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Wednesday, August 10, 2022

Americans will have to wait for the 500 million tests that President Biden promised

Even though President Biden assured Americans that he would make 500 million coronavirus tests accessible free of charge, relief will not arrive for at least many weeks, if not months, for nervous Americans dealing with an increase in new virus cases.

The number of tests that consumers will be able to obtain or how soon they will be supplied have not been disclosed by the company, which expects to make them accessible next month. Manufacturers claim that they are already churning out tests at the speed of light.

During his State of the Union address on Tuesday, President Barack Obama pledged to conduct a half-billion tests as part of a new aggressive testing effort announced just days before Christmas, in which Americans try to find the difficult-to-find tests so they can determine whether they are infected during the holiday season

It is unknown if testing manufacturers will be able to scale up production to generate an additional 500 million at-home tests, or when they will be able to do so. Abbot Laboratories’ John M. Koval, a spokesperson for the firm, which makes quick at-home antigen testing, said in an email that the company is seeing “unprecedented demand” for its tests.

Mr. Koval said that the firm is operating its production units around the clock, investing in automation, and recruiting additional employees. Abbott will do 70 million tests in January, according to him, and “has the potential to expand dramatically in the coming months.”

According to a statement issued by Ellume, an Australian producer of a competing quick test, the company “stands poised to fulfil the additional demand” by providing the government with 8.5 million tests and by constructing a new production facility in Frederick, Maryland, beginning in January. Once completely operational, the factory will be able to generate 15 million tests every month once it is fully operating.

The Biden proposal is up against competition from state and local politicians who jumped the gun and announced their plans before the president. Earlier this month, the governor of Maryland, Larry Hogan, announced that his government will make 500,000 Abbott at-home tests accessible to the public. In October, the state of Colorado started offering free at-home exams. As part of a new statewide initiative, dozens of cities and towns in Massachusetts have already begun offering free HIV testing to residents.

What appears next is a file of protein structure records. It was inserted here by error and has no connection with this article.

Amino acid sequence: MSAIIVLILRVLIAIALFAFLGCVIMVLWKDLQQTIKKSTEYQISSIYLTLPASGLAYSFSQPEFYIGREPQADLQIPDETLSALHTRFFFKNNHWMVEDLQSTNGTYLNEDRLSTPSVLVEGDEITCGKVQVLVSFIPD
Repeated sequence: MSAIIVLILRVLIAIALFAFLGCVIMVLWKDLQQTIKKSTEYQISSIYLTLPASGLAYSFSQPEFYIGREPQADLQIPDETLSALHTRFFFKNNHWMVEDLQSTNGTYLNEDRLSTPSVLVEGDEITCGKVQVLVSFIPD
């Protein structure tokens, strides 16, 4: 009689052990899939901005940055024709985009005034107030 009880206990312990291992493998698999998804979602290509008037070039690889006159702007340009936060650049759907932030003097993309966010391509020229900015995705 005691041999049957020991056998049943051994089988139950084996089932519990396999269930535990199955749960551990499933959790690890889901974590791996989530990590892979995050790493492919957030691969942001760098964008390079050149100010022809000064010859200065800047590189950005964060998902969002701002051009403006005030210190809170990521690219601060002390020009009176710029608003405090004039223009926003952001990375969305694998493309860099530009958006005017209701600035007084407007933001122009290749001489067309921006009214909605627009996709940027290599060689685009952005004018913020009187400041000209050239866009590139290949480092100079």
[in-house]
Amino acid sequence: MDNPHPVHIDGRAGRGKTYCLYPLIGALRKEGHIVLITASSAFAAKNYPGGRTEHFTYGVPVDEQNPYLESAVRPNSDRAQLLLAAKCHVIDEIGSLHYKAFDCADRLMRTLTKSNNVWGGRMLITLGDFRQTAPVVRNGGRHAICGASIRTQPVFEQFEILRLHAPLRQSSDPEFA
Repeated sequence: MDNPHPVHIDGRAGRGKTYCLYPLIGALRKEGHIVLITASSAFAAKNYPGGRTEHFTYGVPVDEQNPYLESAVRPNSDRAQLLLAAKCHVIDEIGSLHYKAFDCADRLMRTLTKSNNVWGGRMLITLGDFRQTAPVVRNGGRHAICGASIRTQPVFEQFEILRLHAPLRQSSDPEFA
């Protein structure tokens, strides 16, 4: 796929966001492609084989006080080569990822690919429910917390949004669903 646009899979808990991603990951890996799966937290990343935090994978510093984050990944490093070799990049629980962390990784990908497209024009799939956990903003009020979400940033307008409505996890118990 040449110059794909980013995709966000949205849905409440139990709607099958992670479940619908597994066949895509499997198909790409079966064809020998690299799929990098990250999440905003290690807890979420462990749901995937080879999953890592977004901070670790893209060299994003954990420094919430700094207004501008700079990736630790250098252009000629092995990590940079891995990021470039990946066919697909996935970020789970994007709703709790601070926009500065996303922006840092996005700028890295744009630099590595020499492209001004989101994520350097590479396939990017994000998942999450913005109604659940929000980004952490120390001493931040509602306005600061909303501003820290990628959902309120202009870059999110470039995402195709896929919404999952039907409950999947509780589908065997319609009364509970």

Experts believe it is improbable that the 500 million additional tests will be made accessible at the same time as they are now planned. It is believed that they would be dispersed over a two- to three-month period, according to Dr. Michael Mina, an epidemiologist and former Harvard professor who has frequently campaigned for the expansion of the use of testing.

The White House also said that the government has enhanced various ways of testing in recent months, including delivering 50 million free tests to community health clinics and providing assistance to hot zones.

After making such pledges early in his presidency, Mr. Biden’s administration followed through, assisting states in the establishment of a nationwide network of drive-through testing centres, which is intended to stimulate the development of quick, in-home examinations. According to White House officials, he did establish a testing board, which is comprised of representatives from a variety of federal departments. During his tenure, the Food and Drug Administration has sped up the approval of at-home testing; there are currently around a dozen accessible, compared to none when he started office.

However, the drive-in stations were generally closed over the summer months due to a decline in demand as the speed of vaccinations increased and the number of cases fell. According to the Centers for Disease Control and Prevention at the time, vaccinated Americans who had been exposed to the coronavirus but did not show any symptoms did not need to be tested. In September, the EPA overturned its previous recommendation.

Following the outbreak of Omicron at the end of November, the president announced that those with private insurance would be able to receive reimbursement for the purchase of at-home tests, and he committed to delivering 50 million rapid tests to community health centres by the end of the following year.

It was clear from Mr. Biden’s own words when reporters questioned him at the White House on Tuesday that the Omicron surge had taken the White House completely by surprise, as the testing announcement on Tuesday demonstrated.

Chris Matthews
I am a Political News Journalist of The National Era
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